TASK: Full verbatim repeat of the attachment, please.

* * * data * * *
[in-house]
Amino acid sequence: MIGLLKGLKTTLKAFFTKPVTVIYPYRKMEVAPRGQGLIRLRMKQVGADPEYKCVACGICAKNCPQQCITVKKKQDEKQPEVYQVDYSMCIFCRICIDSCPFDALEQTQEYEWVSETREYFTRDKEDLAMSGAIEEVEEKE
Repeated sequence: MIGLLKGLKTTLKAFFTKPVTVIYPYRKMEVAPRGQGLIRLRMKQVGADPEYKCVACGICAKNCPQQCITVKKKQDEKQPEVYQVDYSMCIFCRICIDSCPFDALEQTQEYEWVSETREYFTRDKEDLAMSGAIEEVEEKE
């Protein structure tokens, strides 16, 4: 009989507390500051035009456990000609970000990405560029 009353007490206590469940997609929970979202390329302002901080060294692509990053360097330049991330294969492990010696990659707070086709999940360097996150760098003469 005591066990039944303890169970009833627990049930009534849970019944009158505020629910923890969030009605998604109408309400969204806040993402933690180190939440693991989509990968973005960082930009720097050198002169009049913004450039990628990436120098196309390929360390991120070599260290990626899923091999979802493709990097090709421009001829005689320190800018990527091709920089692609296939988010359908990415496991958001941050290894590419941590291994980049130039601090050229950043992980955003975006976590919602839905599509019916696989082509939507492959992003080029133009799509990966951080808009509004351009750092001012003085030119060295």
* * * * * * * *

[in-house]
Amino acid sequence: MIGLLKGLKTTLKAFFTKPVTVIYPYRKMEVAPRGQGLIRLRMKQVGADPEYKCVACGICAKNCPQQCITVKKKQDEKQPEVYQVDYSMCIFCRICIDSCPFDALEQTQEYEWVSETREYFTRDKEDLAMSGAIEEVEEKE
Repeated sequence: MIGLLKGLKTTLKAFFTKPVTVIYPYRKMEVAPRGQGLIRLRMKQVGADPEYKCVACGICAKNCPQQCITVKKKQDEKQPEVYQVDYSMCIFCRICIDSCPFDALEQTQEYEWVSETREYFTRDKEDLAMSGAIEEVEEKE
């Protein structure tokens, strides 16, 4: 009989507390500051035009456990000609970000990405560029 009353007490206590469940997609929970979202390329302002901080060294692509990053360097330049991330294969492990010696990659707070086709999940360097996150760098003469 005591066990039944303890169970009833627990049930009534849970019944009158505020629910923890969030009605998604109408309400969204806040993402933690180190939440693991989509990968973005960082930009720097050198002169009049913004450039990628990436120098196309390929360390991120070599260290990626899923091999979802493709990097090709421009001829005689320190800018990527091709920089692609296939988010359908990415496991958001941050290894590419941590291994980049130039601090050229950043992980955003975006976590919602839905599509019916696989082509939507492959992003080029133009799509990966951080808009509004351009750092001012003085030119060295």